The area is a stronghold for rare species such as the Shrill carder bee which can be found from Monmouthshire through to Pembrokeshire, with the largest populations being found on the Gwent Levels. Interestingly, some species typically associated with coastal habitats such as the Long-horned bee are also utilising habitats further inland to forage and nest. This emphasises the importance of managing our coastal habitats as well as ensuring a connected landscape to aid species dispersal.
The rich industrial past and present of South and West Wales has given rise to a range of brownfield sites such as spoil tips, oil refineries, docks, and steel works. Brownfield sites often support mosaics of habitats and are flower rich – perfect for our pollinators. These types of sites play an important role within the B-Lines of South and West Wales.
The South and West Wales B-Lines initiative will help Buglife, our partners, landowners and communities to prioritise conservation efforts for pollinators across our rich and varied landscape. Co-ordinated approaches such as B-Lines are essential in conserving our wild pollinators and can greatly contribute towards the delivery of the Action Plan for Pollinators in Wales.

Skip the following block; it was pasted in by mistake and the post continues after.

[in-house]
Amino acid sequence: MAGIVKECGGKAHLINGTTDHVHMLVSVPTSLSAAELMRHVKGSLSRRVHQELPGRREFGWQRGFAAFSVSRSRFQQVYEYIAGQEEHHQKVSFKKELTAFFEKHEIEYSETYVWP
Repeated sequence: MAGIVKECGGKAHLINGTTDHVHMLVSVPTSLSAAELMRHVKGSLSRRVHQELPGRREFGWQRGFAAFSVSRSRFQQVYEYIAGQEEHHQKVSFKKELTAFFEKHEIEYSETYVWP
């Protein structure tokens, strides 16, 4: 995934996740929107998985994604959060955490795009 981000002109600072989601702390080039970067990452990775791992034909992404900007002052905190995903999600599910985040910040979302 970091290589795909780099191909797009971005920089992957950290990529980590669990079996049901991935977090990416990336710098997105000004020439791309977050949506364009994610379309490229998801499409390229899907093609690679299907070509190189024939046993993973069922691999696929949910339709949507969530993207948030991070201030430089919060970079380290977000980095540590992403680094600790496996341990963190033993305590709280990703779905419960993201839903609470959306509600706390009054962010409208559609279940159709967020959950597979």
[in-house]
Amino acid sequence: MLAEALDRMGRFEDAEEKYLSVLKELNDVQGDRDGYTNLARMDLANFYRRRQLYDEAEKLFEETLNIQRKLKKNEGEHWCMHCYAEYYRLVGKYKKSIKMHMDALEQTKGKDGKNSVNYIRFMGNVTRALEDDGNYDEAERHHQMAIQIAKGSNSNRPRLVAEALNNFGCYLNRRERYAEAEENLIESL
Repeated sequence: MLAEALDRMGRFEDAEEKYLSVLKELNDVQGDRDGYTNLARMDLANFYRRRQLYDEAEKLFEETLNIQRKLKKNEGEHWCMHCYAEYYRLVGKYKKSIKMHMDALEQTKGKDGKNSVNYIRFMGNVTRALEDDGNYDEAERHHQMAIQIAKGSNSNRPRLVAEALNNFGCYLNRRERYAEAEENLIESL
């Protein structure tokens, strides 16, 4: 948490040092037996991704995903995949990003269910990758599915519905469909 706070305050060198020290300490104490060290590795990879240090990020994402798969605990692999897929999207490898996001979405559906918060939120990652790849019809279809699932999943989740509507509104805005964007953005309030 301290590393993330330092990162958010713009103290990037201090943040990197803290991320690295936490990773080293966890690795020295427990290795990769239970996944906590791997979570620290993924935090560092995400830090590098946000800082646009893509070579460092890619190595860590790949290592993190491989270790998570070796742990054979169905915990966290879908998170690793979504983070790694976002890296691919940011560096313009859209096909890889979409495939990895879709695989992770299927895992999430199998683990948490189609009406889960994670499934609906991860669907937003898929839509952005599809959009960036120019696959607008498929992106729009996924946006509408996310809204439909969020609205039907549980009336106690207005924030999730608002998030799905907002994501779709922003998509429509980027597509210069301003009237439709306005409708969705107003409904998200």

Buglife is part of the Pollinator Taskforce which oversees the delivery of the Action Plan for Pollinators in Wales. In September 2016 the Taskforce launched Bee Friendly, a new Wales-wide accreditation scheme where communities, schools, universities and businesses can help pollinators and achieve “Bee Friendly” status. Everyone has a part to play, why not get involved?!
“Take part in creating our B-Lines” and find out more on our B-Lines FAQ.
Everyone who lives, works, owns land or goes to school on a B-Line can help, even if only in a small way.
Look at the project pages and partnership pages, to see some of the activity going on in Wales and look at our map to see where we need to be doing more.